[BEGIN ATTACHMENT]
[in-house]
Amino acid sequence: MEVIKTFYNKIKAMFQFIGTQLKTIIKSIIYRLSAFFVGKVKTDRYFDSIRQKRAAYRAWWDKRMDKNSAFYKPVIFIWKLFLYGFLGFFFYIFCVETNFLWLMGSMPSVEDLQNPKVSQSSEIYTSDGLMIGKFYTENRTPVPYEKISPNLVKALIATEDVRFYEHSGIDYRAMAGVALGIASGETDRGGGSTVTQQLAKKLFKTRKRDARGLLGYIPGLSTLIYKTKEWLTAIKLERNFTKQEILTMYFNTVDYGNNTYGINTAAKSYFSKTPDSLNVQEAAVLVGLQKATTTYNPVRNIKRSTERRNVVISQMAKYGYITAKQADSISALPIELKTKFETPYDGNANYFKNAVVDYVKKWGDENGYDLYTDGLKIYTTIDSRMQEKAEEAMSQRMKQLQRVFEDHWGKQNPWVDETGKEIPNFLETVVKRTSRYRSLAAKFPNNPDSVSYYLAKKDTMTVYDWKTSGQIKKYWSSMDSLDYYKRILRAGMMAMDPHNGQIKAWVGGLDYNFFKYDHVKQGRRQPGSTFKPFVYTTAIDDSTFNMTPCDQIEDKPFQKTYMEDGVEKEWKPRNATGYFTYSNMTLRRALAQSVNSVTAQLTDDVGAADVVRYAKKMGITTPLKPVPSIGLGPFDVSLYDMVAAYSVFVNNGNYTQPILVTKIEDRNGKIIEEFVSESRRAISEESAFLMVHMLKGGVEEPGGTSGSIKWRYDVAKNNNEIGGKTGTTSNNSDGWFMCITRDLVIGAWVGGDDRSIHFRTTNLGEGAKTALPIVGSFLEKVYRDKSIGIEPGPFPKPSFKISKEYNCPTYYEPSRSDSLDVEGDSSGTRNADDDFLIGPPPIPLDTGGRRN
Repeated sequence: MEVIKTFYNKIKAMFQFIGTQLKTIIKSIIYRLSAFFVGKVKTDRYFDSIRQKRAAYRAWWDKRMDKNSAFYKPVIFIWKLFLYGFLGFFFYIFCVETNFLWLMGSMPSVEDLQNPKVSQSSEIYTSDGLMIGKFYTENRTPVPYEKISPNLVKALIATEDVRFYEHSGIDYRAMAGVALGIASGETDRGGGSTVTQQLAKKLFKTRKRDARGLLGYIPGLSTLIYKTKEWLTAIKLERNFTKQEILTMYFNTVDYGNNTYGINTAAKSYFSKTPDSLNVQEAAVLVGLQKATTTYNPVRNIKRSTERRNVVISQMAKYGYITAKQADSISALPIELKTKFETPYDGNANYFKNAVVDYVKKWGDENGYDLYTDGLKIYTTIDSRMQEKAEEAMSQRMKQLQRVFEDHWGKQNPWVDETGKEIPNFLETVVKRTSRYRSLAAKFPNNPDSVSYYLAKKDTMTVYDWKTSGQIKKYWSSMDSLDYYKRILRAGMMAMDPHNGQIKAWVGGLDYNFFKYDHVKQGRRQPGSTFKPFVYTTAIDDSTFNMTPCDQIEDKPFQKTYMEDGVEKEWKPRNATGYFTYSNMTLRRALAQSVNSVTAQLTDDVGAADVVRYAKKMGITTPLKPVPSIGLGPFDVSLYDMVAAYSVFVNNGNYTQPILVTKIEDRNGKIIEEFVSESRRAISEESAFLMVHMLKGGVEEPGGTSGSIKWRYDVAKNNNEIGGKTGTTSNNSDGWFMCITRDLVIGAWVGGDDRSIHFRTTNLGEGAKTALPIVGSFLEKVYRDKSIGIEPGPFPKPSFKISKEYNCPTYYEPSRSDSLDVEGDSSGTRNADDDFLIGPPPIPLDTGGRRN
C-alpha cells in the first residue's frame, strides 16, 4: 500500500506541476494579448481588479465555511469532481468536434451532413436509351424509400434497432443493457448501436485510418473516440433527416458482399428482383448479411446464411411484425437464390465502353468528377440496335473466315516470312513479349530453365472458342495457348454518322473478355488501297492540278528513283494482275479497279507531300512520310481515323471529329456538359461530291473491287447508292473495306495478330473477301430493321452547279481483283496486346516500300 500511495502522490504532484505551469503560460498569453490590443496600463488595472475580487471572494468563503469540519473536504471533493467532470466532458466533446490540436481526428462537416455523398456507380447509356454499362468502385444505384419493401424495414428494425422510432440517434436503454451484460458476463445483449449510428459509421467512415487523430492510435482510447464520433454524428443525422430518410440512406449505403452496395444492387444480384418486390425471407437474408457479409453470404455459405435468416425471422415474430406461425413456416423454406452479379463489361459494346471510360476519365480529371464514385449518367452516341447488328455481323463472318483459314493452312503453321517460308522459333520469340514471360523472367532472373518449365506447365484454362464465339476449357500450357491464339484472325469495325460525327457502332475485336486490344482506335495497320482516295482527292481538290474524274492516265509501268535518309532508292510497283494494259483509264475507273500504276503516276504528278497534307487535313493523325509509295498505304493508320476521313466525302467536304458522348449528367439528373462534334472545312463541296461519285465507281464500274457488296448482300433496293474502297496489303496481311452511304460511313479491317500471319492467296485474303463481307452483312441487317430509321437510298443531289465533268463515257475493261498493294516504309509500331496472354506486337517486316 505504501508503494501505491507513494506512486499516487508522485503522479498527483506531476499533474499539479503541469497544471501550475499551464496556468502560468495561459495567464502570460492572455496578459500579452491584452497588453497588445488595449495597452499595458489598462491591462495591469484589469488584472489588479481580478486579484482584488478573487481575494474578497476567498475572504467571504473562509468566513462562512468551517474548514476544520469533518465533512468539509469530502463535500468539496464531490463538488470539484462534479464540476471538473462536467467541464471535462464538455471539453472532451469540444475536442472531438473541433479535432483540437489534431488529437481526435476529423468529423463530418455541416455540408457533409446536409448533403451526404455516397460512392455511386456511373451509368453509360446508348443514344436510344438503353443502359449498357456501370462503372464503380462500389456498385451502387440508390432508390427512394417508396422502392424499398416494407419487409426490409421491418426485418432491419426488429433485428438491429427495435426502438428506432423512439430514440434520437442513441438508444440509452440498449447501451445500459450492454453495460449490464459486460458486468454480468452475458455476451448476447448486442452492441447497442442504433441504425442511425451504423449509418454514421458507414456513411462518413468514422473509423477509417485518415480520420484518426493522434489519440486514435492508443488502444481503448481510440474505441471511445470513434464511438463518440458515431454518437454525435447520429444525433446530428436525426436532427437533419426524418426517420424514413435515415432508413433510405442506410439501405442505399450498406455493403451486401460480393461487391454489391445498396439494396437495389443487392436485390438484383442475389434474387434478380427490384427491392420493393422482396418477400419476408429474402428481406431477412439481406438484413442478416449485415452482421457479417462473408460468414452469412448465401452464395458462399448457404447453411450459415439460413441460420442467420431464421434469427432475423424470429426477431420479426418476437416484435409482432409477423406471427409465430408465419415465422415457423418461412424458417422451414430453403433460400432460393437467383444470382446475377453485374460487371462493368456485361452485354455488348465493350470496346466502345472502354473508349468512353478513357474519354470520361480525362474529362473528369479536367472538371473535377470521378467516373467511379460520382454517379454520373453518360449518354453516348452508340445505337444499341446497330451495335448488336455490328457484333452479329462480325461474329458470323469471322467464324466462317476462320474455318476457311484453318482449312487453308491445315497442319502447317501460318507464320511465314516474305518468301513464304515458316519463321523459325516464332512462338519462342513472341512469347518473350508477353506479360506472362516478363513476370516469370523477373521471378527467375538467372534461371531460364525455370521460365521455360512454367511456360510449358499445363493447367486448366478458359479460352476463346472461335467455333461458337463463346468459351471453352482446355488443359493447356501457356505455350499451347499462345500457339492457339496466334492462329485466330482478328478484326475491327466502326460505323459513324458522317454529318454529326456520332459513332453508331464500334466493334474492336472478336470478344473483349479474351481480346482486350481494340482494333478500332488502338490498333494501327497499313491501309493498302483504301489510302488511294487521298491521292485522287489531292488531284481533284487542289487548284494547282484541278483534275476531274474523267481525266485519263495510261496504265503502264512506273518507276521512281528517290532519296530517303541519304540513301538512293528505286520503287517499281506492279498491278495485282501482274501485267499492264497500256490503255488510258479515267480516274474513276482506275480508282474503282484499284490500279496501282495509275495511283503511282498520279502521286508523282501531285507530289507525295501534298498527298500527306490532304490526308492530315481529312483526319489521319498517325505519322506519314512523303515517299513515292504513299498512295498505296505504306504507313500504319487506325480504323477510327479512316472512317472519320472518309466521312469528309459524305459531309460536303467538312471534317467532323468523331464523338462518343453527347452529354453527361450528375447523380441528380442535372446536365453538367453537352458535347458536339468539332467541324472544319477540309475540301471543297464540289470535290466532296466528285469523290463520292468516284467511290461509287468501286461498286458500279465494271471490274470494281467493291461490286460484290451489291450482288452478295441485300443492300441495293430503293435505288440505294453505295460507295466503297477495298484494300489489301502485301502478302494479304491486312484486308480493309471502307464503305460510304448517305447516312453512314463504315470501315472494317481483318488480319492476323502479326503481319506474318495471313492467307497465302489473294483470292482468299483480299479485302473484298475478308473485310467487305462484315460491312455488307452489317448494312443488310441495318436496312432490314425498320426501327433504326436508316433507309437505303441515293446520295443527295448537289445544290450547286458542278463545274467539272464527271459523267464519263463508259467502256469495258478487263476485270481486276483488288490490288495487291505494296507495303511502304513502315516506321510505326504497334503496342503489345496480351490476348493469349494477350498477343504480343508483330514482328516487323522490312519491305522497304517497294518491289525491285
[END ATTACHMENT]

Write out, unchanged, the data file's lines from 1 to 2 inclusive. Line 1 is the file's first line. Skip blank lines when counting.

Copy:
[in-house]
Amino acid sequence: MEVIKTFYNKIKAMFQFIGTQLKTIIKSIIYRLSAFFVGKVKTDRYFDSIRQKRAAYRAWWDKRMDKNSAFYKPVIFIWKLFLYGFLGFFFYIFCVETNFLWLMGSMPSVEDLQNPKVSQSSEIYTSDGLMIGKFYTENRTPVPYEKISPNLVKALIATEDVRFYEHSGIDYRAMAGVALGIASGETDRGGGSTVTQQLAKKLFKTRKRDARGLLGYIPGLSTLIYKTKEWLTAIKLERNFTKQEILTMYFNTVDYGNNTYGINTAAKSYFSKTPDSLNVQEAAVLVGLQKATTTYNPVRNIKRSTERRNVVISQMAKYGYITAKQADSISALPIELKTKFETPYDGNANYFKNAVVDYVKKWGDENGYDLYTDGLKIYTTIDSRMQEKAEEAMSQRMKQLQRVFEDHWGKQNPWVDETGKEIPNFLETVVKRTSRYRSLAAKFPNNPDSVSYYLAKKDTMTVYDWKTSGQIKKYWSSMDSLDYYKRILRAGMMAMDPHNGQIKAWVGGLDYNFFKYDHVKQGRRQPGSTFKPFVYTTAIDDSTFNMTPCDQIEDKPFQKTYMEDGVEKEWKPRNATGYFTYSNMTLRRALAQSVNSVTAQLTDDVGAADVVRYAKKMGITTPLKPVPSIGLGPFDVSLYDMVAAYSVFVNNGNYTQPILVTKIEDRNGKIIEEFVSESRRAISEESAFLMVHMLKGGVEEPGGTSGSIKWRYDVAKNNNEIGGKTGTTSNNSDGWFMCITRDLVIGAWVGGDDRSIHFRTTNLGEGAKTALPIVGSFLEKVYRDKSIGIEPGPFPKPSFKISKEYNCPTYYEPSRSDSLDVEGDSSGTRNADDDFLIGPPPIPLDTGGRRN